Networking and telco start-ups looking for venture capital backing should find life becoming slightly easier with other forms of funding becoming available in the market.
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Since the recession started to bite the VC money that has come into the tech market has largely been given to firms specialising in mobile and social operations with support for traditional network infrastructure businesses declining.
But according to Ovum that situation should change for a couple of reasons, the first being the emergence of service providers as a source of capital for start-ups.
But in addition to those funds emerging the analyst house is predicting a rebound in the VC market back towards network infrastructure with consolidation in the market having made it clearer what opportunities are worth putting money into.
Matt Walker, Ovum Principal Analyst, said that the venture capital market had recovery from the recession and was putting money into ventures including the likes of Facenook and Twitter but network infrastructure spending had dropped.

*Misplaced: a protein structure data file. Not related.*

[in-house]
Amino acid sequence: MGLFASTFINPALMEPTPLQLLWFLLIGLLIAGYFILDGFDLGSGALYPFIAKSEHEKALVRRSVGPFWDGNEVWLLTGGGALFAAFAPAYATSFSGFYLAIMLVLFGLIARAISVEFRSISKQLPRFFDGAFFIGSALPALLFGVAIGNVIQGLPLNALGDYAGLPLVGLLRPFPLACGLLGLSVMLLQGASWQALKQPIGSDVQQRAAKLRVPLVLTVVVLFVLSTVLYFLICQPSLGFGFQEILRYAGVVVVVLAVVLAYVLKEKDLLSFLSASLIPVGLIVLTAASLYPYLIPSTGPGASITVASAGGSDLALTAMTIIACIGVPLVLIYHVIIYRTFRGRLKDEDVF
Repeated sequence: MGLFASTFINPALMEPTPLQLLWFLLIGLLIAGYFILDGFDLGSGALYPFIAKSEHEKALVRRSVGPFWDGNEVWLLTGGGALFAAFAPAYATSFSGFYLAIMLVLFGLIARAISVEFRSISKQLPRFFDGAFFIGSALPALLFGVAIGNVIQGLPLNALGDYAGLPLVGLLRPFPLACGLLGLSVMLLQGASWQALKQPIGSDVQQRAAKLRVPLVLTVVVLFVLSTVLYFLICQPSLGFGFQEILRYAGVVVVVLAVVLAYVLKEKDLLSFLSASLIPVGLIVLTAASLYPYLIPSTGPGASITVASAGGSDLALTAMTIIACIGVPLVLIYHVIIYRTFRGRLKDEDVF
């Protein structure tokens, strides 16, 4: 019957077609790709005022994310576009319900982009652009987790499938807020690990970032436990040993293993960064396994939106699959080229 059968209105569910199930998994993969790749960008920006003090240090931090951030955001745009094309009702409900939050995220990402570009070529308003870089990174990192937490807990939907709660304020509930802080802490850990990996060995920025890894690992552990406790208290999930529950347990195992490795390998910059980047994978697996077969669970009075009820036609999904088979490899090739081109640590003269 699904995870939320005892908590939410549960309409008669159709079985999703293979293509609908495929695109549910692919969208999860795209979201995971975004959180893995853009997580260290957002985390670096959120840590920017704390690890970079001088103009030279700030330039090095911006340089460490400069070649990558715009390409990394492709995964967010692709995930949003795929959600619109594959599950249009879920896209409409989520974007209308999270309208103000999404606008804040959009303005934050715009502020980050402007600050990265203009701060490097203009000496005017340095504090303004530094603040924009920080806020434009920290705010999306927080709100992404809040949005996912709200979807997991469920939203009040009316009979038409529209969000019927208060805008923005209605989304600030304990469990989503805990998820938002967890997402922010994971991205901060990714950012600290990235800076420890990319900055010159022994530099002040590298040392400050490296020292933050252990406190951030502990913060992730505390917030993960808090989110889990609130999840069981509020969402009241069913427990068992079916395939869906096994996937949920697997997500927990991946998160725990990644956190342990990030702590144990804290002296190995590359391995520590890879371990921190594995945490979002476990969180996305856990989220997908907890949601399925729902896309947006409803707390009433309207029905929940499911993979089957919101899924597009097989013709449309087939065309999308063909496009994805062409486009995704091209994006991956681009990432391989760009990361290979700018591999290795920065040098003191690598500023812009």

“A funding disconnect has thereby emerged between network builders and network users. Lots of innovation and venture capital is targeting the network users, such as mobile apps and OTT platforms. However, little of it is directly helping the network builders," he said.
"With a weak start-up pipeline, the industry relies more on incumbent vendors to generate new ideas and products. Their budgets are bigger, but VCs are often better at funding ‘game changing’ ideas ignored by established vendors," he added.
But while VC's have turned their backs on networking infrastructure the vendors haven't with R&D budgets nearly 90 times larger than venture capital investments in the sector, an increase of a third on just two year ago.
"With the recent VC drought in networking, it’s not surprising that big telcos have become more directly involved in funding start-ups,” added Walker.